What’s not a good look is the alternative dude with the off-beat hair and at least one piercing, wearing a perfectly regular suit without a single fraction of added personality. It’s not a good look, simply because the wearer almost never looks comfortable wearing it. They look stiff, out of place, and dying to go home and fucking put on some cargo shorts.

If you’ve made it this far, then you may or may not be suspecting that this isn’t, in fact, about the looks. This never was about the looks. This is about giving up on your fucking dreams.

They say looks don’t matter, but I argue they often do, as in mostly to yourself not to other people. I’ve noticed one fascinating thing over the years: looking back, those times I tried the hardest to normalise my visual appearance were the times I also felt least comfortable with who I was as a person in general, the phases during which I felt not good enough on an intellectual and emotional level. The times I just gave up on giving a fuck about how I presented myself altogether, were dark moments of self-loathing and depression.

Looking at a completely different example, countless people talk about how our fatphobic culture had pushed them into the kind of depression where they gave up completely on their own appearance; discovering self-acceptance allowed them to come at their individual journeys from a place of compassion and to rediscover nice clothes that painted an artful picture of who they are as a person, because there shouldn’t be a set of prerequisites for accepting where in your life you are right now and making the best of it, regardless of what your five year plan might be.

Though seemingly a vain and superficial matter, lots of people have recognised, especially retrospectively, that how they presented themselves on the outside was a reflection of how they felt about themselves. The better you come to terms with yourself, the more likely you are to want to tell that story of who you are. If you’re not feeling good about yourself, you’re less inclined to give a fuck. Re-learning to give a fuck about how they presented themselves has helped people, who had been traumatised by society into feeling they are flawed on a fundamental level, reclaim agency over their own narratives.

Whatever you see whenever you happen to cross paths with a reflective surface, is a poignant reminder of the part you see yourself playing in the world. If I see a 30-year-old unruly woman who looks like a total nerd badass when I come across a mirror, I’m more inclined to act the part and speak up against injustice or unfairness when I encounter them in my day to day life, despite being an introvert who secretly desires to hide in a corner and never speak to strangers unless there’s a medical emergency.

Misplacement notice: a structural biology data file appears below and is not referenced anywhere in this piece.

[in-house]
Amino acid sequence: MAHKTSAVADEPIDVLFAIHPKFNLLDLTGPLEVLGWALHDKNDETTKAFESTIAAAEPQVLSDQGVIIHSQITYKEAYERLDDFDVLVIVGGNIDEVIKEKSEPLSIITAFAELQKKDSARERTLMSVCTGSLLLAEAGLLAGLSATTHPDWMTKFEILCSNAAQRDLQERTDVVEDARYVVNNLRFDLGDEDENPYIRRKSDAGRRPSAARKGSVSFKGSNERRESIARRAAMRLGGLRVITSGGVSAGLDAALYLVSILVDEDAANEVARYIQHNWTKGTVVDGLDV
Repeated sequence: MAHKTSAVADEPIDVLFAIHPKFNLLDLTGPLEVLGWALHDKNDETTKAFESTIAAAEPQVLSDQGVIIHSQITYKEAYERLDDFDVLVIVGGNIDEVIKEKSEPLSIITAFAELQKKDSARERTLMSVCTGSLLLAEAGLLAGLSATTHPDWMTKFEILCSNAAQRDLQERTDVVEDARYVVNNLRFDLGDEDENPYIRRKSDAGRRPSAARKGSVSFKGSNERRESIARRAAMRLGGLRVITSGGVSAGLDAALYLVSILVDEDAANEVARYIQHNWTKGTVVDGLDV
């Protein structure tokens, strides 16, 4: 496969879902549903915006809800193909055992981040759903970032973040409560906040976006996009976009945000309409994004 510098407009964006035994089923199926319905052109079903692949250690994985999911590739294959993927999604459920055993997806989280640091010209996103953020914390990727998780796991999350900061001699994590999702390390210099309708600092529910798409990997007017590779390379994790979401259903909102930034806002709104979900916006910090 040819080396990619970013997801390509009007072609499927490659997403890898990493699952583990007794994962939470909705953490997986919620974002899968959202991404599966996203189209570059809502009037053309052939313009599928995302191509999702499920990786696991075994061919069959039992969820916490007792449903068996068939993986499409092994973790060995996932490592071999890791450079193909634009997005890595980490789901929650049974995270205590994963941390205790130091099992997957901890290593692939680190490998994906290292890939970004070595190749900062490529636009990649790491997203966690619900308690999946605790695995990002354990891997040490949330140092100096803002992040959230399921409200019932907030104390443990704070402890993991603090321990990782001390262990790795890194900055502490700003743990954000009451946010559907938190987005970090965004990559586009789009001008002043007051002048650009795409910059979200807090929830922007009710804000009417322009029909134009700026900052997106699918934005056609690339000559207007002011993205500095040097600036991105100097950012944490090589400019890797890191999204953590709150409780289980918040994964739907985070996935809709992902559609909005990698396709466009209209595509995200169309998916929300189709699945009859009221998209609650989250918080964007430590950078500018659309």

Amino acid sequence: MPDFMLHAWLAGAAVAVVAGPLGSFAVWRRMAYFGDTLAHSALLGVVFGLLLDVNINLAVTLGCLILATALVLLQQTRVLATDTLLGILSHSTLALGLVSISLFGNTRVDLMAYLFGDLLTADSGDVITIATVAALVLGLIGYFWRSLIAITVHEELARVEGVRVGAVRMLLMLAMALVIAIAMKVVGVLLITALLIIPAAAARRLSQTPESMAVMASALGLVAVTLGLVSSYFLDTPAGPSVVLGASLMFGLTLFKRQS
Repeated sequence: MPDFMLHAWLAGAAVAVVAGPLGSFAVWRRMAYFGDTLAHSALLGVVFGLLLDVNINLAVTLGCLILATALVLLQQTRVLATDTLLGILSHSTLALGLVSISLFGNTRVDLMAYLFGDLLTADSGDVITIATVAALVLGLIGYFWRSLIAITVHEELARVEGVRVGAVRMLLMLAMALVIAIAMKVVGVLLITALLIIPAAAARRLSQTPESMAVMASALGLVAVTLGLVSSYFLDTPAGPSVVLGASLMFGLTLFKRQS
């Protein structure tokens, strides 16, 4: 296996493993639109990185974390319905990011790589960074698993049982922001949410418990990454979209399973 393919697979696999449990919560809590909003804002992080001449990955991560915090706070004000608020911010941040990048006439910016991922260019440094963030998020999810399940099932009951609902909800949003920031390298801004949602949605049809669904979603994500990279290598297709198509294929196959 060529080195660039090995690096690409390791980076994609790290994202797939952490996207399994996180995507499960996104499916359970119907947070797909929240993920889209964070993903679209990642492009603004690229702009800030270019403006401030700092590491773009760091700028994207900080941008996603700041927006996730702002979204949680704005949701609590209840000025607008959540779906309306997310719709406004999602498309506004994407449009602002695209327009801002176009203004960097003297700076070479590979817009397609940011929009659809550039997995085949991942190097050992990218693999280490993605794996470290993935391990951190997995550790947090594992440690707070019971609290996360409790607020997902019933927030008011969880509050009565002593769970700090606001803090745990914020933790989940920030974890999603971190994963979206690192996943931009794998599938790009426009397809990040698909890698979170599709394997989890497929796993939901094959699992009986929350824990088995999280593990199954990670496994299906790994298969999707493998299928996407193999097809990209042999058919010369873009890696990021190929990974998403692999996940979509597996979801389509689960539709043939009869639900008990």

Your dreams to make a difference, to matter, to have a voice and give a voice to the unheard, to be remembered as more than a spreadsheet, to do whatever the fuck it was in theory that you wanted to do, they needn’t die. Those dreams you had in your early 20s weren’t realistic, like, not realistic at all. And that’s natural. But they were fierce, honest, and true to who you are. It’s okay for those dreams to evolve, to grow with you, to adapt to reality. What’s not okay, is for you to bury them alive.

Entombed in the basement of your subconscious, they slowly rot alive, whither, despair, and die. And every time you look in the mirror, those bloody dad shoes are a sordid reminder of your dissident dreams having been pronounced dead. Don’t let your true self scream to be heard until it starves to death in the catacombs of your repressed mind; face who you are and who you want to be head on and find a way to deal with the aftermath of the war between idealism and real life. Denying it battle is only going to serve to slowly kill your own soul.

I have no idea what freeing that trapped voice in the basement of my subconscious, the beast wanting to matter and make a difference and all of that, I haven’t a clue what that means. But I want looking at myself in the mirror every day to be a reminder of my having to deal with that shit. Otherwise, I’m reasonably sure there will come a time when I’ll run out of time and regret not having done it.

I’m going to leave you with an eerily appropriate piece of noise — and hope that as Sid Vicious moves, throughout the span of less than 3 minutes, from mocking the song they’re referencing to drilling with it right down into his soul, we too will want to make the difficult journey of bringing our repressed hopes and dreams back out into the light.

Thank you for joining me on this particularly personal, symbolic satirical moment. It definitely strays from my usual topics of debate, yet I feel like sometimes one discovers relatable stories in the most surprising of places, so might as well share some insight from a parallel universe.

And as ever, stay safe, nerds.

Secular thinker with an empathy compulsion. Anxiety-nerd. Certified Crazy Cat Lady.